When Easter doesn’t fix everything, and we’re at the crossroads of hope and fear.
By: Rebecca Garrett Pace, Minister of Worship & The Arts, and one who’s been on the road to Emmaus for a while.

So it’s a few days after Easter Sunday. Everything is supposed to be better, now, right? We can sing more upbeat songs, Mitchell finally won’t be preaching about betrayal and trials and crucifixion all the time, Lysol wipes are back on the shelves, and we’re back to meeting in person after over a year. This is Eastertide — happy, happy, joy, joy. Right?

Luke 23:13 Now on that same [Easter] day two of them were going to a village called Emmaus, about seven miles from Jerusalem, 14 and talking with each other about all these things that had happened. 15 While they were talking and discussing, Jesus himself came near and went with them, 16 but their eyes were kept from recognizing him. 17 And he said to them, “What are you discussing with each other while you walk along?” They stood still, looking sad.
Jesus is risen, yet fear still abides. Jesus is risen, yet we disciples are still a bit (ok, more than a bit) confused and afraid. Jesus is risen, yet for some reason that I don’t even pretend to understand, my eyes are kept from recognizing him. Jesus is risen, but — am I alone in this? — I still just feel like I’m standing still, looking sad.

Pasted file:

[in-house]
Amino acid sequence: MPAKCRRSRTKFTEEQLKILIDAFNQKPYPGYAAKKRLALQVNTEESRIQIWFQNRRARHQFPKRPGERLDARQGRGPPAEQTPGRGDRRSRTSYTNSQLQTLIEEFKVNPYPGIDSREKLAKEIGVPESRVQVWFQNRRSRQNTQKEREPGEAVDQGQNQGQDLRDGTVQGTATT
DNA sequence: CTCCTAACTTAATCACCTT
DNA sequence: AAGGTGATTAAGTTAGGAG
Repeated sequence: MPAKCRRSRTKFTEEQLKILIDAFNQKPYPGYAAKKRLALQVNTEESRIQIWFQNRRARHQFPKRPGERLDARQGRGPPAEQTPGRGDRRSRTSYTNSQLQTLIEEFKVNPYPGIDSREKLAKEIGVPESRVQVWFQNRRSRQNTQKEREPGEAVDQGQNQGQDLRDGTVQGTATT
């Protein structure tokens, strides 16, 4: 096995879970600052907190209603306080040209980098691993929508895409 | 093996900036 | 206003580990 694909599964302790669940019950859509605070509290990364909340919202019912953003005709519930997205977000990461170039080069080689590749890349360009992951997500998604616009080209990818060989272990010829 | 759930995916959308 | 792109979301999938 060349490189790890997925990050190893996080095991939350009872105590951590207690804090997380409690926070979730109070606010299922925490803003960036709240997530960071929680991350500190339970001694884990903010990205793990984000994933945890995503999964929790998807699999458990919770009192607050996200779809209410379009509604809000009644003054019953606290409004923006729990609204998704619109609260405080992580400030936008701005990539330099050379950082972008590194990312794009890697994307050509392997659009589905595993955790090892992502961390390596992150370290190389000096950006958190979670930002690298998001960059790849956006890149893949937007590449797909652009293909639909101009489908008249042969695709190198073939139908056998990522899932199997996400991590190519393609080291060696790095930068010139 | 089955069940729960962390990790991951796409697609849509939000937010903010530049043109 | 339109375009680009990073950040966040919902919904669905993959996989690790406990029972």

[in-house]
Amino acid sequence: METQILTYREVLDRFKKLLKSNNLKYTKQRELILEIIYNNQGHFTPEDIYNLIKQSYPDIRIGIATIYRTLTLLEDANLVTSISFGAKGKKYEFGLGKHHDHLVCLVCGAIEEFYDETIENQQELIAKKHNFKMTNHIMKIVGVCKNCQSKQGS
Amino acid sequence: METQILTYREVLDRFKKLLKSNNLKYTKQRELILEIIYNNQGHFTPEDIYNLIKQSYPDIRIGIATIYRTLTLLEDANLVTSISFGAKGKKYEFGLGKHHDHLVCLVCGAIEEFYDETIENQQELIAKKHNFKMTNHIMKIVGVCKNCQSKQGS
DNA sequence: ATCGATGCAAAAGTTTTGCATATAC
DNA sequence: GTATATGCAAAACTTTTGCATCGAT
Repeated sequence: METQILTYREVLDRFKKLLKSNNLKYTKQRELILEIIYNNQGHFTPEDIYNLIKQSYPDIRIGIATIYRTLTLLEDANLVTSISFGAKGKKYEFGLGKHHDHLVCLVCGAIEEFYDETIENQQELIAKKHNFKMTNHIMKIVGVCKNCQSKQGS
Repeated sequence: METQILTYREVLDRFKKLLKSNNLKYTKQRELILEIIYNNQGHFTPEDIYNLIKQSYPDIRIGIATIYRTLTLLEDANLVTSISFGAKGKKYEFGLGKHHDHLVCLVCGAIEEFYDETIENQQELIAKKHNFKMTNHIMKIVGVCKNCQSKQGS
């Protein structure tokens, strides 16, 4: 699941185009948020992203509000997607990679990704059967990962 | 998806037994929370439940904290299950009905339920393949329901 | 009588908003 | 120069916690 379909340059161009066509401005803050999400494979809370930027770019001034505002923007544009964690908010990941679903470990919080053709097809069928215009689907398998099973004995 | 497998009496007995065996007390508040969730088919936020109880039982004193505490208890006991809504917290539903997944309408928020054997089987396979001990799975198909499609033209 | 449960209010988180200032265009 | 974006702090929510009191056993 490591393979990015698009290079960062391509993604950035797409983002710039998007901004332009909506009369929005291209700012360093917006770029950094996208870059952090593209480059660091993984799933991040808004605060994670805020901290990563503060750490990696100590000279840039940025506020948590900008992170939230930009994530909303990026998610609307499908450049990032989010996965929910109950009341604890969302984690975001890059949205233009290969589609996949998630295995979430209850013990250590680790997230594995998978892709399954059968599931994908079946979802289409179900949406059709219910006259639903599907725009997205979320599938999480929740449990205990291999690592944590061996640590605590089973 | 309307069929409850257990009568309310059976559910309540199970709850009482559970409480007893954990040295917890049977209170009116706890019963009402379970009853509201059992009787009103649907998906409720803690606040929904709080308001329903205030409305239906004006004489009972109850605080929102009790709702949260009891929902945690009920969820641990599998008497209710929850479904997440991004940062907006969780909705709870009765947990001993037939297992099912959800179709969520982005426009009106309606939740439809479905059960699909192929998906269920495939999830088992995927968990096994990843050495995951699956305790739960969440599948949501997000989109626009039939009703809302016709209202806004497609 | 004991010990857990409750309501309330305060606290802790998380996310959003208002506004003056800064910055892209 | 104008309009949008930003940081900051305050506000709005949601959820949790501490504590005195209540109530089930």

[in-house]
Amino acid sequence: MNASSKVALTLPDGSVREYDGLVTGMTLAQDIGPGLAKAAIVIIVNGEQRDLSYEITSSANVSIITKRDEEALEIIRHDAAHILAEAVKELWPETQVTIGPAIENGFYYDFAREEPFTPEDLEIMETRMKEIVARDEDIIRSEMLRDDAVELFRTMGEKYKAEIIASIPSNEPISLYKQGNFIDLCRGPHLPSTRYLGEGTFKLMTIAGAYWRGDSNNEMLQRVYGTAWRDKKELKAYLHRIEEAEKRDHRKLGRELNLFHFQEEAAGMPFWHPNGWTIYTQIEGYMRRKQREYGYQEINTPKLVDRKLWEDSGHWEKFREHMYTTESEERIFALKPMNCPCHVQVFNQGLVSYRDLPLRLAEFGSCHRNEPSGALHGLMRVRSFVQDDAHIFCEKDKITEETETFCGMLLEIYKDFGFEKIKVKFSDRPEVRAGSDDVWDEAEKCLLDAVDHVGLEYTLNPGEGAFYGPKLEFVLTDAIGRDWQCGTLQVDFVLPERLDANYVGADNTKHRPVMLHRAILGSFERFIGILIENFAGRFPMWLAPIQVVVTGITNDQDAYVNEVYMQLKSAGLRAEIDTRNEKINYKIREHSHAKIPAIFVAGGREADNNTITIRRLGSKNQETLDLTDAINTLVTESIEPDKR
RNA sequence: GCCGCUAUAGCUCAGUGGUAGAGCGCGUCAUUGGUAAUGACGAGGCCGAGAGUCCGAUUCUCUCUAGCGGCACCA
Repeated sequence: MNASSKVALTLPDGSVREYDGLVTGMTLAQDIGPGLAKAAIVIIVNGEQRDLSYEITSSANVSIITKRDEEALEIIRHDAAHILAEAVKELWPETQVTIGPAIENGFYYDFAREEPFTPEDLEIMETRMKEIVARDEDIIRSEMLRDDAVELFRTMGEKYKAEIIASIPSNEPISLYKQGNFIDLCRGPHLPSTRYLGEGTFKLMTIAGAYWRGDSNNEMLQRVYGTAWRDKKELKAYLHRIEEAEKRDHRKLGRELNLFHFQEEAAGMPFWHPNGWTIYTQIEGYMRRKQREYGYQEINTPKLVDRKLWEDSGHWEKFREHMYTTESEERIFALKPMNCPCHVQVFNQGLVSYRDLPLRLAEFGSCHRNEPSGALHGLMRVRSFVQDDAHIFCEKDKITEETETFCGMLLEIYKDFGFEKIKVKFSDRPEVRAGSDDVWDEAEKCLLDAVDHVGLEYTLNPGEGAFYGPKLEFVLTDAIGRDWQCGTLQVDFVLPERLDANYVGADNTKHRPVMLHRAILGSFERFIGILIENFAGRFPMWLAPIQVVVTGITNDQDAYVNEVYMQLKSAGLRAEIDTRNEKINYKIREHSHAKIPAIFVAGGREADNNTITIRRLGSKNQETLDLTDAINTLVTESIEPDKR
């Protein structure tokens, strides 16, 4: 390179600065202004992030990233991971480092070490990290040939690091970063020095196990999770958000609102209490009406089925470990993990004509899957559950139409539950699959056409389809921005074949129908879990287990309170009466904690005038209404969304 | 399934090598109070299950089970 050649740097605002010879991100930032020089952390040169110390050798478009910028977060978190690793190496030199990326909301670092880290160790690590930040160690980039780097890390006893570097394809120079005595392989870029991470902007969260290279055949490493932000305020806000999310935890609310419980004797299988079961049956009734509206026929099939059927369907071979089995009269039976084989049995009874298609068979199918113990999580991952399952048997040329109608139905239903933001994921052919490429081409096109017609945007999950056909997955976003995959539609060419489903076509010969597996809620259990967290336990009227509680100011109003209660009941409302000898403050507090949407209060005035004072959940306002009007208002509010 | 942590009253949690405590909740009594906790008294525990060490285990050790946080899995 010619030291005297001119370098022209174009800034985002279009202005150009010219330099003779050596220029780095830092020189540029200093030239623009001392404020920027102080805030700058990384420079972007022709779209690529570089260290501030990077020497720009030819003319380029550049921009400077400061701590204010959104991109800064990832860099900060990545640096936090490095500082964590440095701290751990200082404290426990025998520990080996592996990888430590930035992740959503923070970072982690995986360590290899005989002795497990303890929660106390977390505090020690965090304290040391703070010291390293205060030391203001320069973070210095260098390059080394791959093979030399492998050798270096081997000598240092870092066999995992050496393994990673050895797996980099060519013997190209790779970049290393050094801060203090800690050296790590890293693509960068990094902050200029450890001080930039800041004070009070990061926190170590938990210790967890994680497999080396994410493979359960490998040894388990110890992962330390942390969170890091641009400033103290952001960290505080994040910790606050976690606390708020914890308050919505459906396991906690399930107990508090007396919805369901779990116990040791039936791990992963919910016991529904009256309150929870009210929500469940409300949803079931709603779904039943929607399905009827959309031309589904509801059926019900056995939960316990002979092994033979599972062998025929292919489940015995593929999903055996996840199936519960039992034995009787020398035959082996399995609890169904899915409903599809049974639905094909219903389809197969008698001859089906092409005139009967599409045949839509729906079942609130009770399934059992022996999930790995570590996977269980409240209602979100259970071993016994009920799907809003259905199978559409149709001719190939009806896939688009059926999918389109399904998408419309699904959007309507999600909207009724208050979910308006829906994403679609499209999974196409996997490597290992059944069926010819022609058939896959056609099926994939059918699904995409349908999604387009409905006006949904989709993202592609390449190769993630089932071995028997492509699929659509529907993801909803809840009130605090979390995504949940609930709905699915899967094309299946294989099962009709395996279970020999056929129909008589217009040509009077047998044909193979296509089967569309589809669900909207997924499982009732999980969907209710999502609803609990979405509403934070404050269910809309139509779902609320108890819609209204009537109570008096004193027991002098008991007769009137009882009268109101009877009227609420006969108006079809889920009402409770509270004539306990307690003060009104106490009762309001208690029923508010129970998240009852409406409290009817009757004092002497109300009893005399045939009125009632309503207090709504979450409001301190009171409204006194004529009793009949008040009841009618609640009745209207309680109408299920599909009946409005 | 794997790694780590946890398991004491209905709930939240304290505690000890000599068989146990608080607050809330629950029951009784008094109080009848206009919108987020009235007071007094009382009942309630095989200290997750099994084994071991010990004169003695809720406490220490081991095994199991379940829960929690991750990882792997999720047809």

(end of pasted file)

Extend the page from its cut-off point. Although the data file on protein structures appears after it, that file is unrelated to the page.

We’re tired. More than tired. Worn out. Exhausted. We’re depleted. We’re weary. Easter is supposed to fix everything, but here we are, still dealing with grief of what we’ve lost, and who we’ve lost, in the past year. Easter is supposed to fix everything, but here we are, still dealing with the constant questions of when and how to gather safely, to resume any semblance of routine, and to reinvent what can’t be resumed. We’re still weighing — oh, the constant weighing — the pros and cons, the risks and rewards of programs, outings, returning to work, getting our kids back involved in activities. We’re standing still, on the road to Emmaus, looking sad.

Luke 24:18 Then one of them, whose name was Cleopas, answered him, “Are you the only stranger in Jerusalem who does not know the things that have taken place there in these days?” 19 He asked them, “What things?” They replied, “The things about Jesus of Nazareth, who was a prophet mighty in deed and word before God and all the people, 20 and how our chief priests and leaders handed him over to be condemned to death and crucified him. 21 But we had hoped that he was the one to redeem Israel.

I had hoped. I had hoped I’d be better by now — five months into long-term COVID symptoms, with hardly a day that goes by without fatigue that keeps me from doing things I used to think were “normal,” like run errands, cook dinner, or take a walk with my husband without pain in my arms and legs. Oh, how I had hoped. I had hoped I would just somehow know the “right” answer of how to guide our congregation back toward in-person worship, praying together, singing together, rehearsing folk band and handbells and choir, and there’s just no easy answer. I ask ten different colleagues in ten different cities at ten different churches, and I get, you guessed it, ten different opinions and answers about what’s safe, what’s acceptable, what’s right. I had hoped.